To accommodate the transportation needs of Toronto’s growing population, the GO Transit authority (regional public transit service for the Greater Toronto and Hamilton Area) decided to raise Strachan Avenue by almost 6.5 feet. This would allow it to pass over the Go Train rail corridor, providing a smoother traffic flow. Simultaneously, the rail corridor would also be lowered up to 26 feet below Strachan Avenue. Additionally, to accommodate the lowered rail line, they also had to lower the existing sewage tunnel 1641 feet.
For the first phase of the project, the team used a surface-applied system to waterproof the sewage tunnel. In order to pour the concrete in the massive tunnel, the tunnel formwork was de-molded and then moved to the front end on rails, similar to a slip-form system. However, unlike the continuous pouring that a true slip-form system allows, each section was poured separately and allowed to harden before the formwork could be moved ahead for the next pour.
Due to the tight work space that tunnel construction provides, the construction team was using blind side waterproofing. In each section, they would place a surface-applied waterproofing membrane to the tunnel wall, before moving the forms to that section to pour the concrete. With this method of construction, it was difficult and time consuming to apply the membrane. Ensuring that the membrane remained in place and undamaged during the process of moving the forms proved to be a time-consuming and difficult task. The conditions were not ideal for this type of application and the detailing required was labor intensive.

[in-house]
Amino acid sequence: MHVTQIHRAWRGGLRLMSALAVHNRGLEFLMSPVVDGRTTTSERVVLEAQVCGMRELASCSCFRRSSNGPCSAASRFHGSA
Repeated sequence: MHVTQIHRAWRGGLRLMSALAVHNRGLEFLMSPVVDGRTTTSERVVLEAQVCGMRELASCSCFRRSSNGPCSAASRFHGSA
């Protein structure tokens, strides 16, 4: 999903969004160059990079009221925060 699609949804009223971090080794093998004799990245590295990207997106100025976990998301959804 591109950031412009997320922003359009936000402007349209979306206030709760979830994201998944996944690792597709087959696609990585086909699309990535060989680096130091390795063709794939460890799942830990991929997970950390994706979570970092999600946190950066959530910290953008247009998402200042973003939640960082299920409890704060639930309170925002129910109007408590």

A Better Solution
The team faced a challenge as the project moved into its second phase. They could continue on the waterproofing route they were on, risking further schedule setbacks, or they could find a better solution. They rationalized that finding a solution that would allow them to pour the tunnel and install the waterproofing at the same time would be faster, and may even help them make up for time lost.
To make concrete truly “waterproof”—which means both preventing water passage and resisting hydrostatic pressure—many contractors have embraced a long-term, permanent approach. Using an integral crystalline system, the entire mass of concrete itself can be made the waterproofing barrier, eliminating the need for an external membrane system. A crystalline ssytem works by using the moisture int he concrete to grow crystals, effectively closing off pathways for damaging moisture.
Crystalline-based systems typically come in a dry, powdered form and are hydrophilic in nature. The product is added directly to the concrete itself, eliminating the extra step of applying a membrane ahead of a concrete pour. The crystalline formula allows concrete to self-seal hairline cracks up to 0.02 inch, even years after the original construction. The formula contains no volatile organic compounds (VOCs), and can be completely recycled when demolition occurs.
After careful research, the team ultimately chose to add Kryton’s Krystol Internal Membrane (KIM) Concrete Waterproofing Admixture to the concrete mix. KIM’s extensive third-party testing history and knowledgeable technical support were strong factors in their decision to use KIM. The Kryton team performed multiple site visits and inspections, and offered comprehensive training of the product and systems. Kryton was even able to match the strict warranty requirements that were critical for the job.
Approximately 400 cubic yards of KIM-treated concrete was used in the construction of the approximately 1641 feet below-grade sewage tunnel. Kryton’s Krystol Waterstop System for joints was also used in both the tunnel and tunnel ventilation shafts at Strachan Avenue.
The tunnel is currently in use, with both the KIM and Krystol Waterstop Systems performing extremely well.
Brian MacNeil, with more than 20 years in the construction industry, has for over 10 years been devoted to concrete waterproofing at Kryton International.